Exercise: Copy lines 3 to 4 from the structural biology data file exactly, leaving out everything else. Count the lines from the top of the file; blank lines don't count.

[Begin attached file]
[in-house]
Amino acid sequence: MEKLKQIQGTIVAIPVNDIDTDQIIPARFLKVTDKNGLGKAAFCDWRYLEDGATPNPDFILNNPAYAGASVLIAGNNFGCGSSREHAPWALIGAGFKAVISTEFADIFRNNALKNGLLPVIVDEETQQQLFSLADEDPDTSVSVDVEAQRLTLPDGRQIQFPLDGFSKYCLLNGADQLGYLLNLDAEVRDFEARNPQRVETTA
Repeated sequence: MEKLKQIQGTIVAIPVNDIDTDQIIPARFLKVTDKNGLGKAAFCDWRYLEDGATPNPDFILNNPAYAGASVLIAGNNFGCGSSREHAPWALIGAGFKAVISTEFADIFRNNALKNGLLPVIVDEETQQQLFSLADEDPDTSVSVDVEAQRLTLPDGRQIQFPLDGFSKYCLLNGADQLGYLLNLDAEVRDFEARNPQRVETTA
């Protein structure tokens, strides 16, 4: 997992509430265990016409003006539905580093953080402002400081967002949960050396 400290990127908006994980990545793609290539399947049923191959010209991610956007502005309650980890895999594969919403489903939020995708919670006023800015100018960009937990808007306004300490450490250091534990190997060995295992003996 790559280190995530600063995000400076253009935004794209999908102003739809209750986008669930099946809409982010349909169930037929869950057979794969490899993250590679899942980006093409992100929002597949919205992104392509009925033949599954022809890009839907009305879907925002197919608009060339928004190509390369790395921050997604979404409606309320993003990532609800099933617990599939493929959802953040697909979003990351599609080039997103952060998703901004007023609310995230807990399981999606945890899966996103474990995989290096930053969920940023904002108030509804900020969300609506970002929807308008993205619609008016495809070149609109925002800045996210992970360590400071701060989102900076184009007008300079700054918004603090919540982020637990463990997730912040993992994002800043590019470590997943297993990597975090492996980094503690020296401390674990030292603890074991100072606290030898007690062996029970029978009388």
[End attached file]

Repeated sequence: MEKLKQIQGTIVAIPVNDIDTDQIIPARFLKVTDKNGLGKAAFCDWRYLEDGATPNPDFILNNPAYAGASVLIAGNNFGCGSSREHAPWALIGAGFKAVISTEFADIFRNNALKNGLLPVIVDEETQQQLFSLADEDPDTSVSVDVEAQRLTLPDGRQIQFPLDGFSKYCLLNGADQLGYLLNLDAEVRDFEARNPQRVETTA
């Protein structure tokens, strides 16, 4: 997992509430265990016409003006539905580093953080402002400081967002949960050396 400290990127908006994980990545793609290539399947049923191959010209991610956007502005309650980890895999594969919403489903939020995708919670006023800015100018960009937990808007306004300490450490250091534990190997060995295992003996 790559280190995530600063995000400076253009935004794209999908102003739809209750986008669930099946809409982010349909169930037929869950057979794969490899993250590679899942980006093409992100929002597949919205992104392509009925033949599954022809890009839907009305879907925002197919608009060339928004190509390369790395921050997604979404409606309320993003990532609800099933617990599939493929959802953040697909979003990351599609080039997103952060998703901004007023609310995230807990399981999606945890899966996103474990995989290096930053969920940023904002108030509804900020969300609506970002929807308008993205619609008016495809070149609109925002800045996210992970360590400071701060989102900076184009007008300079700054918004603090919540982020637990463990997730912040993992994002800043590019470590997943297993990597975090492996980094503690020296401390674990030292603890074991100072606290030898007690062996029970029978009388």